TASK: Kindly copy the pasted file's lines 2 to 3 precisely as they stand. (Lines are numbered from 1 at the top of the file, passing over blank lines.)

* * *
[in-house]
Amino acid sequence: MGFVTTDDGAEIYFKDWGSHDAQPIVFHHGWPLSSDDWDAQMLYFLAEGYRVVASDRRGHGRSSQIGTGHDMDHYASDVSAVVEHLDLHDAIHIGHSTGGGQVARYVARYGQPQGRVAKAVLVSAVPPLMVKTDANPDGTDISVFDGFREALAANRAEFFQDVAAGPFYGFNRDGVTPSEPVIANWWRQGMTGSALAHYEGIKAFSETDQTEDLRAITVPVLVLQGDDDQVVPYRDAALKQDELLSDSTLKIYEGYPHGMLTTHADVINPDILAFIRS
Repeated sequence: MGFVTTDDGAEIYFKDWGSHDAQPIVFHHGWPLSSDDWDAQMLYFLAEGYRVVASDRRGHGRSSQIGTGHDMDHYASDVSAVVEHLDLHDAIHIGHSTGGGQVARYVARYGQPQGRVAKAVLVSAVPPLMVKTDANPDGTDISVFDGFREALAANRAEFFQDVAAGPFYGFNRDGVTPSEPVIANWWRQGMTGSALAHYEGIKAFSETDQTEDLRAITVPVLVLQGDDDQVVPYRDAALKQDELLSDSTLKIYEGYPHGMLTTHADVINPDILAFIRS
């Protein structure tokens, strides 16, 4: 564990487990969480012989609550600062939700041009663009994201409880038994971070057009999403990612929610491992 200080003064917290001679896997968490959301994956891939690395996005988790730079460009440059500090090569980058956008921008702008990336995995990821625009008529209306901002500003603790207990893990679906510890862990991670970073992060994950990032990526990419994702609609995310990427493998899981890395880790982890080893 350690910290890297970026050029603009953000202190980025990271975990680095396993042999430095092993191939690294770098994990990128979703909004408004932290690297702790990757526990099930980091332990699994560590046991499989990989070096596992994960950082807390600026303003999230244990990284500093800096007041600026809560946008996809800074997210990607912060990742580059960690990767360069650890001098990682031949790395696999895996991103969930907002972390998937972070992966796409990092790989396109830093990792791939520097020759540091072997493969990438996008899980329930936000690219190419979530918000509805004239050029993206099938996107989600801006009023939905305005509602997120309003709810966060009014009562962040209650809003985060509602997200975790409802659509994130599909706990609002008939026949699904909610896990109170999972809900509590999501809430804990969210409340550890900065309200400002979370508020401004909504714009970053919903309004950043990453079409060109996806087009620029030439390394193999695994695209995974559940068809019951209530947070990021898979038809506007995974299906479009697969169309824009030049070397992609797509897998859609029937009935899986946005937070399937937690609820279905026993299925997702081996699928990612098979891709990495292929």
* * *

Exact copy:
Amino acid sequence: MGFVTTDDGAEIYFKDWGSHDAQPIVFHHGWPLSSDDWDAQMLYFLAEGYRVVASDRRGHGRSSQIGTGHDMDHYASDVSAVVEHLDLHDAIHIGHSTGGGQVARYVARYGQPQGRVAKAVLVSAVPPLMVKTDANPDGTDISVFDGFREALAANRAEFFQDVAAGPFYGFNRDGVTPSEPVIANWWRQGMTGSALAHYEGIKAFSETDQTEDLRAITVPVLVLQGDDDQVVPYRDAALKQDELLSDSTLKIYEGYPHGMLTTHADVINPDILAFIRS
Repeated sequence: MGFVTTDDGAEIYFKDWGSHDAQPIVFHHGWPLSSDDWDAQMLYFLAEGYRVVASDRRGHGRSSQIGTGHDMDHYASDVSAVVEHLDLHDAIHIGHSTGGGQVARYVARYGQPQGRVAKAVLVSAVPPLMVKTDANPDGTDISVFDGFREALAANRAEFFQDVAAGPFYGFNRDGVTPSEPVIANWWRQGMTGSALAHYEGIKAFSETDQTEDLRAITVPVLVLQGDDDQVVPYRDAALKQDELLSDSTLKIYEGYPHGMLTTHADVINPDILAFIRS